As far as keeping the setuid privileges, it would help if you can do some sort of privilege separation, so that any operations involving input from the real user runs under the real uid. The privileged process and the real-uid process then talk using a socketpair or something like it.

share|improve this answer
    
Thanks for the advice. I agree that the less that runs privileged the better; I'm working on getting less stuff to run with elevated privileges, but it is hard. – Jonathan Leffler Oct 14 '08 at 22:30

Well, it sounds paranoid, but if it is or not depends on which system(s) your application is running on and which damage can an attacker do.

So, if your userbase is possibly hostile and if the damage is possibly very high, I'd go for the option 4, but modified as follows to remove its drawbacks.

Let me quote two relevant things:

1)

The programs currently check that $PQRHOME and key directories under it are 'safe' (owned by pqrusr, belong to pqrgrp, do not have public write access).

2)

Thereafter, programs access files under $PQRHOME via the full value of environment variable.

You don't need to actually hard-code the full path, you can hard-code just the relative path from the "program" you mentioned in 1) to the path mentioned in 2) where the files are.

Issue to control:

a) you must be sure that there isn't anything "attacker-accessible" (e.g. in term of symlinks) in between the executable's path and the files' path

b) you must be sure that the executable check its own path in a reliable way, but this should not be a problem in all the Unix'es I know (but I don't know all 'em and I don't know windows at all).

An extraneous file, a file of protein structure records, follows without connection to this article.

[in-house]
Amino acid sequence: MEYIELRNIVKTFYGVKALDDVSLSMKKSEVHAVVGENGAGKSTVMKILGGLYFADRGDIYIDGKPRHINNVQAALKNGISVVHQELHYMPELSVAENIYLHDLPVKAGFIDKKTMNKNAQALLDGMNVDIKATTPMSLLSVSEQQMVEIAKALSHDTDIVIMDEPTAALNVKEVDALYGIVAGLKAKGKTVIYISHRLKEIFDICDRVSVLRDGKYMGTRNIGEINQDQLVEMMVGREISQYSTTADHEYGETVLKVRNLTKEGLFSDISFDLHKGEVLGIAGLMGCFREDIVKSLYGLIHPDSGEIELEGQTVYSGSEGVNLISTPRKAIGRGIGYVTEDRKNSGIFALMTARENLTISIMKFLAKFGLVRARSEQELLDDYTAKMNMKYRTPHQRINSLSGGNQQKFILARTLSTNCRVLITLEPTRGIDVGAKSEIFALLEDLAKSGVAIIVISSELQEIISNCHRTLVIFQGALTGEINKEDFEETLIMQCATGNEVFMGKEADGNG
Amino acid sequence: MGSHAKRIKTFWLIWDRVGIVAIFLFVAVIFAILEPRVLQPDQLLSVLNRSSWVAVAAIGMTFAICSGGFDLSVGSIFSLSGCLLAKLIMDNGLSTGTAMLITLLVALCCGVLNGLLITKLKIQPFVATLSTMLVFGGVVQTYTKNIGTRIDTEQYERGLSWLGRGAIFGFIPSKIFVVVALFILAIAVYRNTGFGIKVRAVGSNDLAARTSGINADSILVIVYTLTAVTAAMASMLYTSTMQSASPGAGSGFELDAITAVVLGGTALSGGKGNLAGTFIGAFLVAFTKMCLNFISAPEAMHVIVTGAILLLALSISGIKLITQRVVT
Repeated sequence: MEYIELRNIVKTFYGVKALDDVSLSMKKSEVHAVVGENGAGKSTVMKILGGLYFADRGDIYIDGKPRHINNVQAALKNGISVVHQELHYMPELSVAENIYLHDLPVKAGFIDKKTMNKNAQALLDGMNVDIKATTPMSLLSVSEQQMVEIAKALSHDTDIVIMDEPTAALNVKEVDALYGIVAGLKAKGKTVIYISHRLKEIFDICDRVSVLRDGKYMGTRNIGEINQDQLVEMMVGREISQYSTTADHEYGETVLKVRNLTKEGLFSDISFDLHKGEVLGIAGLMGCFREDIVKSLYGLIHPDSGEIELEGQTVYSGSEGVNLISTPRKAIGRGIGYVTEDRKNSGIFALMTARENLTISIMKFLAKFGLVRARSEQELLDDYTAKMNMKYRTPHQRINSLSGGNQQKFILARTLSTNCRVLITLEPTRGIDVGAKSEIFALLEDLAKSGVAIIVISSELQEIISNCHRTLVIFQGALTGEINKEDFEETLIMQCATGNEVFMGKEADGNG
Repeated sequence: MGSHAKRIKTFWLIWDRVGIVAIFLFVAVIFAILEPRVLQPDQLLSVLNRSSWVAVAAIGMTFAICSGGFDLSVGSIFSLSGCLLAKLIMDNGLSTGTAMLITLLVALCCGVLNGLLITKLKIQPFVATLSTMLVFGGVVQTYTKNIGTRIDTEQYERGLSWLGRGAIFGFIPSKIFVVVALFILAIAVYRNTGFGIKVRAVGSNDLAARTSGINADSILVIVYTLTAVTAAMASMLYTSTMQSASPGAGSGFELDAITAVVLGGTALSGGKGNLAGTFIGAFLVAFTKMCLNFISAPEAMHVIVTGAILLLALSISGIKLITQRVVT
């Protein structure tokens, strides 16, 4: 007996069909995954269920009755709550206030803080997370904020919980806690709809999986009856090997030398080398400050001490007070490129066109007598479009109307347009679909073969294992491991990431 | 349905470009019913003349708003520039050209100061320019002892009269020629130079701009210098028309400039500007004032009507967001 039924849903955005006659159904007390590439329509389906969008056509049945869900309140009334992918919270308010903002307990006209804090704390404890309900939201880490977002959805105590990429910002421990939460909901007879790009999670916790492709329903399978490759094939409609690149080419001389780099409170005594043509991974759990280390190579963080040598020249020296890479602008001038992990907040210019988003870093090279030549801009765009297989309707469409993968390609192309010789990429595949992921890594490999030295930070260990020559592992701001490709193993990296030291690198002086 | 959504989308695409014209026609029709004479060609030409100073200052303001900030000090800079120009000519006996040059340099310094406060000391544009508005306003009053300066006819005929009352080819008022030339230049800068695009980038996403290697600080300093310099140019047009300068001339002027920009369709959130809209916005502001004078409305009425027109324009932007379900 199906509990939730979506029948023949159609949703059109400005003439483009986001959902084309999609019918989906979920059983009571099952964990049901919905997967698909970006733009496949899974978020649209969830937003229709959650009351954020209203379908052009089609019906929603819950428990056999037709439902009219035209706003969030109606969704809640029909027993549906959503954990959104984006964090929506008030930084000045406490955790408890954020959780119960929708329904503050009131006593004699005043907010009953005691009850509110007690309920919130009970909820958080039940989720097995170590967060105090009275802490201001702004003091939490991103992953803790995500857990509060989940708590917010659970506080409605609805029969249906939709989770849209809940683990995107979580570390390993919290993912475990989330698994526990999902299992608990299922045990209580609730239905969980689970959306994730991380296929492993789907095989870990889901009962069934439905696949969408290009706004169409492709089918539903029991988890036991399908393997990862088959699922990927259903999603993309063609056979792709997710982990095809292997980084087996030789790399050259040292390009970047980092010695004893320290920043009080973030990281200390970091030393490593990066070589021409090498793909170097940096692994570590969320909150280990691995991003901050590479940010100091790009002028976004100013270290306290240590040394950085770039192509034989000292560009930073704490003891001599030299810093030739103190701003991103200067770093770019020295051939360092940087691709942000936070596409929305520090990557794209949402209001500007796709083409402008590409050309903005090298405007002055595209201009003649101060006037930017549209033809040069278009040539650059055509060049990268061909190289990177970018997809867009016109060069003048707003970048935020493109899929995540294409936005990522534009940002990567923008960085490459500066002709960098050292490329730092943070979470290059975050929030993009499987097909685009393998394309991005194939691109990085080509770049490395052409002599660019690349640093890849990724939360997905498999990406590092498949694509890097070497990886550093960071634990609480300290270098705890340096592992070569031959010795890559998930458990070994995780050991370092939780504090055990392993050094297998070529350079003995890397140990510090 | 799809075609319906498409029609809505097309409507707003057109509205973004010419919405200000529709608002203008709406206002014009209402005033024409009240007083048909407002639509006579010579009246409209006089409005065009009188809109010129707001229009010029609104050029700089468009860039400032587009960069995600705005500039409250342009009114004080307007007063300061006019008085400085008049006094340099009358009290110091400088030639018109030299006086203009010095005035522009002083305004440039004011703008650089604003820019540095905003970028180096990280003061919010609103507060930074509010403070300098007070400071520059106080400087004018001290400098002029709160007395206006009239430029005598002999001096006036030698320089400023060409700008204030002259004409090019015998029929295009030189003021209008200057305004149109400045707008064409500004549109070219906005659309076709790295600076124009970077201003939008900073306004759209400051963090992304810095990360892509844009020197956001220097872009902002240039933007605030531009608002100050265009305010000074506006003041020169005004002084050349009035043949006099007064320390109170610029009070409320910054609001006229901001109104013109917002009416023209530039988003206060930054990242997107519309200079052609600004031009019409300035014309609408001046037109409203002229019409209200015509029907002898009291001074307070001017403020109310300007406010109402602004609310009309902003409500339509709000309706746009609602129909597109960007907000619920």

EDITED after the 3rd comment:

If your OS support /proc, the syslink /proc/${pid}/exe is the best way to solve b)


EDITED after sleeping on it:

Is the installation a "safe" process? If so, you might create (at installation time) a wrapper script. This script should be executable but not writable (and possibly neither readable). It would set the $PQRHOME env var to the "safe" value and then call your actual program (it might eventually do other useful things too). Since in UNIX the env vars of a running process cannot be changed by anything else but the running process, you are safe (of course the env vars can be changed by the parent before the process starts). I do not know if this approach works in Windows, though.

share|improve this answer
    
Thanks for the input. The built-up pathnames are all of the form $PQRHOME/sub/subsub/file; the problem is that $PQRHOME is used as supplied by the user - leading to the attack - rather than in a sanitized and scrutinized form. – Jonathan Leffler Oct 14 '08 at 22:35
    
Your issue (a) is partly manageable (though it is hard to track down all the places where files are opened - we needed to get FD_CLOEXEC flags set on opened files, and tracking those down is still a work in progress. – Jonathan Leffler Oct 14 '08 at 22:36
    
Your issue (b) is actually remarkably hard. I'm curious to know what you would suggest for that? Remember, the invoking program can arbitrarily set argv[0] in a way that is wholly unrelated to the name of the executable that is specified for execv() to execute. – Jonathan Leffler Oct 14 '08 at 22:38
    
@Jonathan: Like my answer said, you can use setenv("PQRHOME", sanitised_path, 1) if your OS supports it. Do that at the start of every program if necessary. As for getting program path, I know in Linux you can resolve /proc/self/exe, but I don't know how this translates to other Unixes. – Chris Jester-Young Oct 14 '08 at 22:44
    
@Davide: This is on Unix (Windows has no setuid). However, your wrapper must be a binary (even if a very light one written in 5 lines of C), not a script, especially if it intends to be setuid. (setuid scripts == evil!) – Chris Jester-Young Oct 17 '08 at 0:52